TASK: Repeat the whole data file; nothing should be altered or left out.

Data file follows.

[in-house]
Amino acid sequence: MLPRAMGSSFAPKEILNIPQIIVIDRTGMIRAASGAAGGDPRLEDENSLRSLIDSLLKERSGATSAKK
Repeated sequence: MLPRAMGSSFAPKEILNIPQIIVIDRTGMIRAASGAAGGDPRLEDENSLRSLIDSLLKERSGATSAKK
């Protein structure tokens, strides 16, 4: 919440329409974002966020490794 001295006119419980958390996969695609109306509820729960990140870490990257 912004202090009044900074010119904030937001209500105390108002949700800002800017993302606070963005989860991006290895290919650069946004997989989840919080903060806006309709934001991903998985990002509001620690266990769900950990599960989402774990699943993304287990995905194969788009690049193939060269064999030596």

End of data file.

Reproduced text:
[in-house]
Amino acid sequence: MLPRAMGSSFAPKEILNIPQIIVIDRTGMIRAASGAAGGDPRLEDENSLRSLIDSLLKERSGATSAKK
Repeated sequence: MLPRAMGSSFAPKEILNIPQIIVIDRTGMIRAASGAAGGDPRLEDENSLRSLIDSLLKERSGATSAKK
């Protein structure tokens, strides 16, 4: 919440329409974002966020490794 001295006119419980958390996969695609109306509820729960990140870490990257 912004202090009044900074010119904030937001209500105390108002949700800002800017993302606070963005989860991006290895290919650069946004997989989840919080903060806006309709934001991903998985990002509001620690266990769900950990599960989402774990699943993304287990995905194969788009690049193939060269064999030596």